Activity and Diet Induced Thermogenesis
Although physical activity and a balanced diet are two important factors which help prevent obesity, the body itself has defense mechanisms known as diet and activity induced thermogenesis. Thermogenesis is the process in which excess energy is dissipated as heat rather than storing the energy as lipids or carbohydrates. The investigation determines the relationship between oxygen consumption (VO2) and rates of diet and activity induced thermogenesis.
It was hypothesized that VO2 and rates of diet and activity induced thermogenesis would yield in a positive correlation. To prove this hypothesis, two different experimental investigations were carried out. For activity induced; data allowing the calculation of VO2 max values for a range of test subjects was collected using the Cooper Test. These VO2 max values were then used to show the increase in oxygen consumption from V02 at rest to the VO2 maximum. For diet induced thermogenesis, a study by Eric S. Bachman et al. studying the importance of the thermogenesis in fighting obesity in mice was used to emphasize how important the diet induced thermogenic processes are. In turn, the experiment used also showed the importance of VO2 in carrying out the diet induced thermogenesis.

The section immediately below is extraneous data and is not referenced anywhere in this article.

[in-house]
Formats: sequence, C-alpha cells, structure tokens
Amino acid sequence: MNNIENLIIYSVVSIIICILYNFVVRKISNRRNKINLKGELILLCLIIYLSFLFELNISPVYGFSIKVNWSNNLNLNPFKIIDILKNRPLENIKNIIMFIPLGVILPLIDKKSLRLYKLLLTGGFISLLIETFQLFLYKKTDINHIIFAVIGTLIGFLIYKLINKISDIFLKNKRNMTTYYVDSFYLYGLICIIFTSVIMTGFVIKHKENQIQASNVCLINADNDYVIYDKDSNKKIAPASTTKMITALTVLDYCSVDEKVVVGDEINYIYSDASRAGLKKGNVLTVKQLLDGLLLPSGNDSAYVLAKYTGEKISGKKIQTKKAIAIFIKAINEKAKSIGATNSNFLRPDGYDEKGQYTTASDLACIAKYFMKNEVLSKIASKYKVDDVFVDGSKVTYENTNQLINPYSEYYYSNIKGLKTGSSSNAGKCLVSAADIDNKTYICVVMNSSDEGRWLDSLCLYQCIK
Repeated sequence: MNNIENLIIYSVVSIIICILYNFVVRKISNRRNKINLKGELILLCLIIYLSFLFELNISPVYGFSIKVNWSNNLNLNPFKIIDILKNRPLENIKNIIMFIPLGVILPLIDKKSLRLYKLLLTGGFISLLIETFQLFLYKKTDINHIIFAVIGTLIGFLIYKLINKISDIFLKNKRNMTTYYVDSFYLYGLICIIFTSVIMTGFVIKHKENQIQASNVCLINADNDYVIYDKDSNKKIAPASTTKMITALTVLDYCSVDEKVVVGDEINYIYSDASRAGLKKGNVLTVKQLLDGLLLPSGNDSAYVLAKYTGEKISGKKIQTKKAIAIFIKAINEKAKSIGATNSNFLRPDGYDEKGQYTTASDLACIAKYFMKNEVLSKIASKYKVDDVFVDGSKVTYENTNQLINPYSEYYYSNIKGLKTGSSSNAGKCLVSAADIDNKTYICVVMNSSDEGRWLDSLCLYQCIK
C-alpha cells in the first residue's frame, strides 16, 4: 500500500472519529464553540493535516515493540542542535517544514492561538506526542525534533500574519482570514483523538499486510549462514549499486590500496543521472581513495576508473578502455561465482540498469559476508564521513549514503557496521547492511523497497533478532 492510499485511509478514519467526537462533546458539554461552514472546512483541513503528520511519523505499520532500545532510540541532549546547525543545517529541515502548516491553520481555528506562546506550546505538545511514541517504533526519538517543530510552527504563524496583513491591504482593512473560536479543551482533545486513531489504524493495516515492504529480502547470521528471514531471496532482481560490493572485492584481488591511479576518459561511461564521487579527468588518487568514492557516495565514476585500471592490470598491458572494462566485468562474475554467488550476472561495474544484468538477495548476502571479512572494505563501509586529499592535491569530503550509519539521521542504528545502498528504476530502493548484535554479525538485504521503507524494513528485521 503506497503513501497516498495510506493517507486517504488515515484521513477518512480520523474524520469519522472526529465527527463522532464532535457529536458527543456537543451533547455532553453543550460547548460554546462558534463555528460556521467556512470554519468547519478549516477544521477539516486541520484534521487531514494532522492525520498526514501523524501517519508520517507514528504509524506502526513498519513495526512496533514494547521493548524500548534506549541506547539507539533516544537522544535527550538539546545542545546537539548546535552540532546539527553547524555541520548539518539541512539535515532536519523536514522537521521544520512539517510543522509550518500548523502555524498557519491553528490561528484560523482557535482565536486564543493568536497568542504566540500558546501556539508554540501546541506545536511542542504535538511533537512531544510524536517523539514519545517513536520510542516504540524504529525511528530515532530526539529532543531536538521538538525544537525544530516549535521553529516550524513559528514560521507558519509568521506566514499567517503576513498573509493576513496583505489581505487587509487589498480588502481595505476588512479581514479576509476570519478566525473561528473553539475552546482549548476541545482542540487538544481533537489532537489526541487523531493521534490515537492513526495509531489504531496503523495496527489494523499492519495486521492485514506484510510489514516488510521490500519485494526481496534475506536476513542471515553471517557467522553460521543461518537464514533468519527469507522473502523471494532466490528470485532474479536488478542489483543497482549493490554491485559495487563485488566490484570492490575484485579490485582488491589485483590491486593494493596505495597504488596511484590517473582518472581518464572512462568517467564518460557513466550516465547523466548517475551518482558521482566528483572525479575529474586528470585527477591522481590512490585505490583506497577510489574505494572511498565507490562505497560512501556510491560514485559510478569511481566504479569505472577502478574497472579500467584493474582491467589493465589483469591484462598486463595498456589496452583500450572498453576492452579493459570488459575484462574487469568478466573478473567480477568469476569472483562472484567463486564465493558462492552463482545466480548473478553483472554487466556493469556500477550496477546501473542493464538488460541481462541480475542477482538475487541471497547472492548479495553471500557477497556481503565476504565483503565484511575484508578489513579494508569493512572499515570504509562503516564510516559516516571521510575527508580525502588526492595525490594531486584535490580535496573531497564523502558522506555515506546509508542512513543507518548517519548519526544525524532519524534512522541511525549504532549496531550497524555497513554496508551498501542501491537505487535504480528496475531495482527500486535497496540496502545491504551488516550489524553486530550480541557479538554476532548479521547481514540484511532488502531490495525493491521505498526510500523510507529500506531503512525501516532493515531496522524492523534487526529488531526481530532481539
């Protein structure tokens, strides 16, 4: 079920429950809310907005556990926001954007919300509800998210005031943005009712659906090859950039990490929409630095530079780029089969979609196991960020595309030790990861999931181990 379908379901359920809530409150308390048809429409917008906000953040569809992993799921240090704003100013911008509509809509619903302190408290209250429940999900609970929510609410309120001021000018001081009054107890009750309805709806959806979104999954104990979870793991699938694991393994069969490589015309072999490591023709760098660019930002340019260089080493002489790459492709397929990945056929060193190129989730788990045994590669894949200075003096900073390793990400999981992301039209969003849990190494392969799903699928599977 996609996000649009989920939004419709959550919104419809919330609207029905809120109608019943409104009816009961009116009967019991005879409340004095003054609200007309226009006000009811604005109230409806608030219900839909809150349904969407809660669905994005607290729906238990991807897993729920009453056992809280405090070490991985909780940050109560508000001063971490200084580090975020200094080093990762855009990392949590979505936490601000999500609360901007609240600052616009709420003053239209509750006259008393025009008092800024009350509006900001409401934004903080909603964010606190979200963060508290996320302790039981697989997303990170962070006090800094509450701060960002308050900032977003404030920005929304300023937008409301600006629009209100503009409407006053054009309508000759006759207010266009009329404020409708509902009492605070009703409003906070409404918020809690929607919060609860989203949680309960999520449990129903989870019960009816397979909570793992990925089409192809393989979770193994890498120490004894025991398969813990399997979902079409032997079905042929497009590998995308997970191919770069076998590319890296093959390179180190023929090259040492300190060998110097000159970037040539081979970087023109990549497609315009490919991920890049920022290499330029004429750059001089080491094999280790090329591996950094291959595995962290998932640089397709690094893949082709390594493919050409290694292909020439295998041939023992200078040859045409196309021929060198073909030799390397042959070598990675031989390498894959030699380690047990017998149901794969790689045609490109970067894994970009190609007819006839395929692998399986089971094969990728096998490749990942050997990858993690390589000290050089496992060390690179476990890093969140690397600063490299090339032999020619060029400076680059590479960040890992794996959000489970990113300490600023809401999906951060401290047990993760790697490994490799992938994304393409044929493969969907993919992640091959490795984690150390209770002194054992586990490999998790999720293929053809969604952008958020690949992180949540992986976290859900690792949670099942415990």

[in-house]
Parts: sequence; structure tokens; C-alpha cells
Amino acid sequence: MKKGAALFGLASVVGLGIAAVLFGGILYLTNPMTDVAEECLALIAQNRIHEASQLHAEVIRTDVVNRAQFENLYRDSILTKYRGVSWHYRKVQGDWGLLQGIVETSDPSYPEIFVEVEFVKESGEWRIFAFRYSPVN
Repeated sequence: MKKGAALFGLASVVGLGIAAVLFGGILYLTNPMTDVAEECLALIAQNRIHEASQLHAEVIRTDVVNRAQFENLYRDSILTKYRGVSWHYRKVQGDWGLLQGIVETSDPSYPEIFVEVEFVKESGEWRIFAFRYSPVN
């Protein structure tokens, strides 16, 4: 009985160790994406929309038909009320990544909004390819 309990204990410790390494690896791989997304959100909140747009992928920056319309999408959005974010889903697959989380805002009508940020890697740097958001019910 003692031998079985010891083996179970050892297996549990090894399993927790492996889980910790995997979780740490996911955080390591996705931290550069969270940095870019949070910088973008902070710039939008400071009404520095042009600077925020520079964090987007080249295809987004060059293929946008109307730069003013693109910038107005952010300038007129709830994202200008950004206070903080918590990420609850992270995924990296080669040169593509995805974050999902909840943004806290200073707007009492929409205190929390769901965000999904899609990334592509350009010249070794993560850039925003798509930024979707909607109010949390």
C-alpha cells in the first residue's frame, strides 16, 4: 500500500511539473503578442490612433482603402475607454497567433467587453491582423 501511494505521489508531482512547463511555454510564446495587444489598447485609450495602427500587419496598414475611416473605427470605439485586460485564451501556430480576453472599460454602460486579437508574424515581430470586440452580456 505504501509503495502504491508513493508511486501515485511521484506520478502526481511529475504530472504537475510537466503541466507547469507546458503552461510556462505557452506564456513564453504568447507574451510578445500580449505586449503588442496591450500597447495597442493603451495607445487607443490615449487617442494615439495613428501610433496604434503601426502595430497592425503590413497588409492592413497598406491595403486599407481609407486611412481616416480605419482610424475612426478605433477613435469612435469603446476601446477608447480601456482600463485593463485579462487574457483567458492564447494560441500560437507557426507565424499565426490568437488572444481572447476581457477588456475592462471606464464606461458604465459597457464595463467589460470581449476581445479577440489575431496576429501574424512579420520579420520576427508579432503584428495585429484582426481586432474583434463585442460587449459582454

From the Cooper Test the calculated values from the data showed an increase in VO2 demonstrating activity induced thermogenesis at work. Lipolysis and fatty acid oxidation, all which reduce obesity, were seen to have an increased rate as well as a requirement of higher VO2. Looking at the second method, results showed that mice without the receptor that induces diet thermogenesis suffered greater weight gain. Also, VO2 increase was seen to not happen in these mice. This proves that diet induced thermogenesis requires an increase in VO2. Thus in conclusion, both diet and activity induced thermogenesis rely on an increase in VO2.